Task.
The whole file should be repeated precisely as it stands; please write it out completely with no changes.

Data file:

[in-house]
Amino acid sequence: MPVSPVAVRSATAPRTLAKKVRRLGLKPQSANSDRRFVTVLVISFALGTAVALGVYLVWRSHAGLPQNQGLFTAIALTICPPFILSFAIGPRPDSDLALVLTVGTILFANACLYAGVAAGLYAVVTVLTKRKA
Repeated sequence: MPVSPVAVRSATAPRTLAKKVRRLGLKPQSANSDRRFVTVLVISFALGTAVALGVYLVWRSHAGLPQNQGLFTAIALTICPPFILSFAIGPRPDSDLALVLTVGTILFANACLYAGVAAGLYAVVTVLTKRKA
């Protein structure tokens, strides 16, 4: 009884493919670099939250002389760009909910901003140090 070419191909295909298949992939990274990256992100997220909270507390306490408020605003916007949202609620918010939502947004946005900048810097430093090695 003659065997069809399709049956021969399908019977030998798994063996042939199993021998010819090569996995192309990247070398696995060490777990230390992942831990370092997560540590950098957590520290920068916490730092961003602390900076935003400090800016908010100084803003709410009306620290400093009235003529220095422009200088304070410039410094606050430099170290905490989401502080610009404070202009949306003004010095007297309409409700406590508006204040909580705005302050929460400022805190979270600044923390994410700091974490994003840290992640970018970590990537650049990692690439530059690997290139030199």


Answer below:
[in-house]
Amino acid sequence: MPVSPVAVRSATAPRTLAKKVRRLGLKPQSANSDRRFVTVLVISFALGTAVALGVYLVWRSHAGLPQNQGLFTAIALTICPPFILSFAIGPRPDSDLALVLTVGTILFANACLYAGVAAGLYAVVTVLTKRKA
Repeated sequence: MPVSPVAVRSATAPRTLAKKVRRLGLKPQSANSDRRFVTVLVISFALGTAVALGVYLVWRSHAGLPQNQGLFTAIALTICPPFILSFAIGPRPDSDLALVLTVGTILFANACLYAGVAAGLYAVVTVLTKRKA
């Protein structure tokens, strides 16, 4: 009884493919670099939250002389760009909910901003140090 070419191909295909298949992939990274990256992100997220909270507390306490408020605003916007949202609620918010939502947004946005900048810097430093090695 003659065997069809399709049956021969399908019977030998798994063996042939199993021998010819090569996995192309990247070398696995060490777990230390992942831990370092997560540590950098957590520290920068916490730092961003602390900076935003400090800016908010100084803003709410009306620290400093009235003529220095422009200088304070410039410094606050430099170290905490989401502080610009404070202009949306003004010095007297309409409700406590508006204040909580705005302050929460400022805190979270600044923390994410700091974490994003840290992640970018970590990537650049990692690439530059690997290139030199």